It’s understandable that pride in your country, your heritage, will resonate with its audience. But what is wrong embracing characters that are from different countries? We live in a society that is rich in diversity. The population is filled with people of widely varying ethnic heritage, as so many have immigrated here and made it home. Being of Italian heritage myself, I chuckle at SantinoMarella, because some of his mannerisms actually remind me of family members. He entertained fans with his comical antics. Though he was actually born and raised in Canada, he is also of Italian heritage and is advertised as being from Italy.

We would be hard pressed to find a character that is of a different ethnic background, and is allowed to retain pride in their heritage without being considered an anti-American. Bad News Barrett and Sheamus are among the few that could speak of their background and didn’t need to be considered anti-American in the process. Though both are heels, neither has their heel-dom rooted in their nationality. Though it could be that the English accent is instinctively perceived as arrogant, and maybe that’s why it’s easier to book Barrett as a heel.

The time when, in the midst of his feud with John Cena, Kevin Owens walked up the ramp and spoke French was precisely done to create a negative reaction because he spoke a different language. Are we really still in a place as a culture that we can’t be inclusive rather than exclusive? I would think that the United States and Canada could be far more sophisticated in their belief system. They both share a pride for their nation, which is great, but unless I’m naive here, I think that it’s the differences of those within the country that help shape it.

When you consider Rusev now, he has gone from imposing foreigner to a bit of a comedic act with a thick accent. At this point he may be better off to call himself Arnold Schwarzenegger and dress him up as though he was running for the Governor of Connecticut. I understand his accent is authentic, but having him hate on the U.S. because that sort of character proved to be successful before doesn’t really help him. While his previous booking made him a threat, he could have easily been considered a threat just because of his presence and skill in the ring. His look alone does more to threaten the masses then waving the Russian or Bulgarian national flag. He is incredibly talented, with a skill set that allows others to see past the evil foreigner booking. It also allows them to see beyond the bumbling Bulgarian booking as well.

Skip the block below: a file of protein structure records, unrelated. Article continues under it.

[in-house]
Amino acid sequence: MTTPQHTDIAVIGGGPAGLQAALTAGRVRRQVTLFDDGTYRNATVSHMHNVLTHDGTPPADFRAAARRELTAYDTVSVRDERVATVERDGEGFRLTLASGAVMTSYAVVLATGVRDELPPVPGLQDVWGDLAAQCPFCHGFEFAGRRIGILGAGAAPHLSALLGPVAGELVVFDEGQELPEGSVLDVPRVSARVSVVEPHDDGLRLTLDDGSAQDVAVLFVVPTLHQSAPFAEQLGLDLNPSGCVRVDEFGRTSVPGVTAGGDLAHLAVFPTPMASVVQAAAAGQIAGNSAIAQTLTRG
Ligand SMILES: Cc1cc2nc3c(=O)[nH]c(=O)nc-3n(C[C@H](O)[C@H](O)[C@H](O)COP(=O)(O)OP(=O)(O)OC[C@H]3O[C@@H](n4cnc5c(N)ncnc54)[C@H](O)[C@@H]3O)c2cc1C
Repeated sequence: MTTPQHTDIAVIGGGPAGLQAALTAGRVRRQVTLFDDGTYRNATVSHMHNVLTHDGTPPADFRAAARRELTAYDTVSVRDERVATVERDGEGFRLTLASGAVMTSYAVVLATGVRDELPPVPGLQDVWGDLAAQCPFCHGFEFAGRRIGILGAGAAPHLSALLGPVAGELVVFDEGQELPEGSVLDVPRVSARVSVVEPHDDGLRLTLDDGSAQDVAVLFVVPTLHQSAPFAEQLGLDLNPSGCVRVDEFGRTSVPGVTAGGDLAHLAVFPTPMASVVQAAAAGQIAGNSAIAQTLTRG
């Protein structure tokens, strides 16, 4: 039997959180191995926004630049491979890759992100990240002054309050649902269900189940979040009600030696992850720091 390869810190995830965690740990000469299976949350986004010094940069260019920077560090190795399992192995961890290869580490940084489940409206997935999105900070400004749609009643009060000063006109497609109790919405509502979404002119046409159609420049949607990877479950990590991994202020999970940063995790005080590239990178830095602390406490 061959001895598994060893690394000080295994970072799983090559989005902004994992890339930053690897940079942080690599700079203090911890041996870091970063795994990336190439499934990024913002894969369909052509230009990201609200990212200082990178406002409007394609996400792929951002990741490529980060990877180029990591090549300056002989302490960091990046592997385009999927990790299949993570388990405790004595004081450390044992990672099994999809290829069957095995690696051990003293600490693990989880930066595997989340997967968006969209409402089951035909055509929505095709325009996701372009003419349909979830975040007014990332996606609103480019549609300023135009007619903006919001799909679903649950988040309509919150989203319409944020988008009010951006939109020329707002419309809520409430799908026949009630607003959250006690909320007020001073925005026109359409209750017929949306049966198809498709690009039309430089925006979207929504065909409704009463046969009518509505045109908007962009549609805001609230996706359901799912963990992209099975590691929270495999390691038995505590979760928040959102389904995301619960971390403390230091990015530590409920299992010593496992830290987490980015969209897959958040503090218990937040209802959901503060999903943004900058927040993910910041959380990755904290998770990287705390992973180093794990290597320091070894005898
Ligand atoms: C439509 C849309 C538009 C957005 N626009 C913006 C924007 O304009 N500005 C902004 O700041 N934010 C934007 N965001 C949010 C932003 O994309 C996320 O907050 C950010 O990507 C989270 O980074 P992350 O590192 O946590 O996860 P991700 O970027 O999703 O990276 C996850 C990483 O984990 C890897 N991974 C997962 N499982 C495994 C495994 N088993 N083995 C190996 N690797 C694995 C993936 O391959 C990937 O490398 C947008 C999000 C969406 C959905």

Until recently, Cesaro was booked as a heel because he spoke different languages. He spoke in French, Italian, German and Swiss in his promo, a skill that presented as indicative of his heelishness. It was easier, and lazier, to generate heat towards him by focusing on ethnicity. However, fans saw past his background and his differences and embraced his skill. Whether it was alongside Tyson Kidd or on his own, fans pop for his signature moves. The big swing and consecutive turnbuckle to turnbuckle forearms really get a rise out of the audience.

So while booking foreigners as heels is common, it doesn’t need to be the default. When I say this, I’m not talking about Finn Balor,Neville or Becky Lynch. However, there is little played up about their background or culture. Even HideoItami doesn’t have as much focus placed on his background. His music may begin with a sound associated Japanese culture, but ultimately his vest and ring gear doesn’t suggest ‘Hey, look at me, I’m Hakushi.

It seems like regardless of the time any anti-American stance will generate a reaction. The question isn’t why this is done, but rather, who really gains from booking like this? And as a company that tours the world, and tries to embrace fans worldwide, they are alienating them in their booking instead of trying to entertain them. As a Canadian, watching guys like SamiZayn and Kevin Owens before they were in the WWE, I came to realize they didn’t need to generate heat by insulting the American fans in Ring of Honor. Owens was constantly doing things that generated heat, and not by spitting on the United States or its people. Bret Hart and Jim Neidhart were heels when they first came into the WWE because they had a cockiness about them.

If we were to draft up a foreign affairs policy as it applies to the WWE today, we should include something in the fine print that says ‘hate me because I’m bad to you, not because I’m booked to hate your country’.